Researchers extracted DNA from the bone and reported Wednesday that it differed conspicuously from that of both modern humans and of Neanderthals, the archaic human species that inhabited Europe until the arrival of modern humans on the continent some 44,000 years ago.
The child who carried the DNA lineage was probably 5 to 7 years old, but it is not yet known if it was a boy or a girl. The finger bone was excavated by Russian archaeologists in 2008 from a place known as the Denisova cave.
The finger bone was found in a layer laid down on the cave floor between 48,000 and 30,000 years ago, according to radiocarbon dating. At that time, toward the end of the Pleistocene Ice Age, which ended 10,000 years ago, the climate was probably much colder. The people of the new lineage presumably wore clothes, Dr. Krause said, because chimpanzees and gorillas cannot withstand much cold, suggesting that fur alone is inadequate protection.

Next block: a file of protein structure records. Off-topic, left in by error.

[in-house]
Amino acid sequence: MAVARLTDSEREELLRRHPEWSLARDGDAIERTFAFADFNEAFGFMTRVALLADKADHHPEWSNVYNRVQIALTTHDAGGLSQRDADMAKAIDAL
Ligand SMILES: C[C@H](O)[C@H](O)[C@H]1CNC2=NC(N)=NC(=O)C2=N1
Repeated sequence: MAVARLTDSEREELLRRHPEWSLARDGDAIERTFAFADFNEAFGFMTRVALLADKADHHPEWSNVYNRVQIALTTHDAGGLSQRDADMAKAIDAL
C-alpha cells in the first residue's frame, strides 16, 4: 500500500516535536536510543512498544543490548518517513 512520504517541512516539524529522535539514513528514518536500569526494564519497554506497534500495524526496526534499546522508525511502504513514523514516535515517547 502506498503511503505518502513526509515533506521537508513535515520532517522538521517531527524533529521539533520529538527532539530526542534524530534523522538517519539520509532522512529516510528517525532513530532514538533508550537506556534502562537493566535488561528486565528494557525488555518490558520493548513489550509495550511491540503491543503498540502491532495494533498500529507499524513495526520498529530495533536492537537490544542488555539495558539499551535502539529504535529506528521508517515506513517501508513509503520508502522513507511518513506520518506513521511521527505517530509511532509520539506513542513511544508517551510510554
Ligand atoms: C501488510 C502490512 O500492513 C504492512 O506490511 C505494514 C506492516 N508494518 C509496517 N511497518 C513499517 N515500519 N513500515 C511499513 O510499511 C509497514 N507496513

The artifacts found in the cave in the same layer as the finger bone include ornaments and a bracelet that are typical of modern human sites from the Upper Paleolithic age in Europe. These are puzzling artifacts to be found with a nonmodern human species. But bones can move up and down in archaeological sites, and it is hard to know if the finger bone is truly associated with these artifacts, Dr. Krause said, even though there is little sign of mixing in the cave’s layers.